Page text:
I would like to share an experience with you that I had last New Year’s Eve that involved partying, drinking and driving. As you know, some of us still engage in some serious partying, which often involves serious drinking. Partying and drinking involve either appointing a designated driver or driving oneself home. Those who have had to drive after a serious night of partying know they were lucky if they avoided an accident or contact with the authorities on the way home.
So, last Monday night, I partied well into 2013 with some friends, had too many wines and topped things off with an Amaretto. This was not a good idea, since I was over the limit. Having no one to drive me home, I decided to do something I have never done before; I took a taxi. It passed a police roadblock, but because it was a taxi, they waved it past. I arrived home safely and without incident.
Actually, this did not happen to me. What I shared with you comes from an unknown source and was shared by a friend through email. The story quickly took me back to our New Year’s partying and drinking, as many of us used to do back in the day.
People do not party on New Year’s Eve as they did back in the day. Weeks before the Eve, people were busy planning their evening out on the town. Back then, we had to go out to a party “somewhere” on New Year’s Eve. Recall the planning for this special event. First, there was the matter of sorting through the written and verbal invitations; which party would be well attended; which would be the place where most of the “in-crowd” would appear; and if you were single and a male, which party would have the most “lookers.” Should I attend a house party or one at a ballroom or hall? Once this decision was made, there was the challenge of looking for that special outfit to make you stand out in the crowd. For some, the plan was to go from one party to another, making several stops before the night was over. Some of you went from your homes to one party. Still others felt compelled to go to Watch Night services, claiming to “get right with the Lord” and then leave for a party after the new year came in.
A New Year’s Eve party was not a party without foods characteristic of the spirit of the occasion. These were present in banquet halls and in homes, but more prevalent at house parties. If you made your own personal list of foods and compared it with mine, I suspect there would be no significant differences. Yours would contain rice and black-eyed peas, collard greens with hog jowls, cabbage, potato salad, fried chicken and cornbread. No, I did not forget chitterlings; this was the mainstay on the table at almost every New Year’s Eve party. It would not be a party without chitterlings. Today, people going out to such parties do not engage in consuming alcohol as we did. We should all be thankful for this. Today, the drinks of choice are either a beer or perhaps some wine.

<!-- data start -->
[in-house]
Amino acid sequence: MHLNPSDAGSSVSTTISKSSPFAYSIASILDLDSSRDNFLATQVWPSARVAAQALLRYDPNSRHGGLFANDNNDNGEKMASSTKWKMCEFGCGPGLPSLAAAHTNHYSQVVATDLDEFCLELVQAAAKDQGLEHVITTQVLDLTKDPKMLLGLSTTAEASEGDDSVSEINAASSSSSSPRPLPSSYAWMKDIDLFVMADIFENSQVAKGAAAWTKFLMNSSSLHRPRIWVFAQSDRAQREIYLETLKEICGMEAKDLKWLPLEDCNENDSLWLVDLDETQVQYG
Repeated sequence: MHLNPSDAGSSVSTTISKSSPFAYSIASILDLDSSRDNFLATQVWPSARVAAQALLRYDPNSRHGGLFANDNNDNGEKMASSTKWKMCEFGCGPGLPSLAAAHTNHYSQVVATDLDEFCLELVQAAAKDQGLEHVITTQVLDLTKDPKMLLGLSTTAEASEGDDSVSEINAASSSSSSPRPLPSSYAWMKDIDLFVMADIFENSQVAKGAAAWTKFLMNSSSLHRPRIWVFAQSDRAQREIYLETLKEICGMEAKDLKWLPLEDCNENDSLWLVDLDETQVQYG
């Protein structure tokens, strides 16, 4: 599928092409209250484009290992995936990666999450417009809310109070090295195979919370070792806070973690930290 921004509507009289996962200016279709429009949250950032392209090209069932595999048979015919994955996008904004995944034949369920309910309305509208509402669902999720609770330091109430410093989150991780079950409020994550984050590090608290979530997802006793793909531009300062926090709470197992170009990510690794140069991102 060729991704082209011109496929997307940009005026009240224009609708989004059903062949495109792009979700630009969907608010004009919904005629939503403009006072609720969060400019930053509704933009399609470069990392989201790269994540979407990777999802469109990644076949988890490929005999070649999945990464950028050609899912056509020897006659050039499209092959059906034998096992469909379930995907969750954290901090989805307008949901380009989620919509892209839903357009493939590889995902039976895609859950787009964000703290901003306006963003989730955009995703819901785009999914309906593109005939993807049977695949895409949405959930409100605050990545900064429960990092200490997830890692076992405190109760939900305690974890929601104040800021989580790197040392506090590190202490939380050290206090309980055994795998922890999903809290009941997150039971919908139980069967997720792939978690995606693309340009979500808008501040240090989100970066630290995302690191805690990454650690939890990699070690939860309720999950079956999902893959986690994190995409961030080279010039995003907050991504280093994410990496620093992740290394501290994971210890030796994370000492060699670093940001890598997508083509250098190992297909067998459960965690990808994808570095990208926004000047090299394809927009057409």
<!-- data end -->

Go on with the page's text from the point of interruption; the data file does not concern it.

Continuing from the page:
In light of changes that we see, I am wondering if anyone went to a New Year’s Eve party last Monday and had a shot of Old Grand-Dad. What about I.W. Harper or Old Crow? Did anyone have Dewar’s White Label Scotch or Chivas Regal with milk? Are Canadian Club and ginger ale or Seagram’s Seven and ginger ale consumed by anyone today? Are some still drinking Southern Comfort straight up? Did anyone enjoy a glass of Cooks Champagne simply to reminisce about New Year’s Eves of the past? I know Thunderbird or Boone’s Farm were nowhere to be found. However, if for any reason you had one of these drinks, I suspect you had big fun, dancing and laughing and making unlimited resolutions. I suspect you awakened next day with a major headache. Then again, perhaps you went well over your limit and cannot recall what took place on New Year’s Eve. We are thankful, given the perils of drinking and driving, that this type drinking has been left, for most people, back in the day.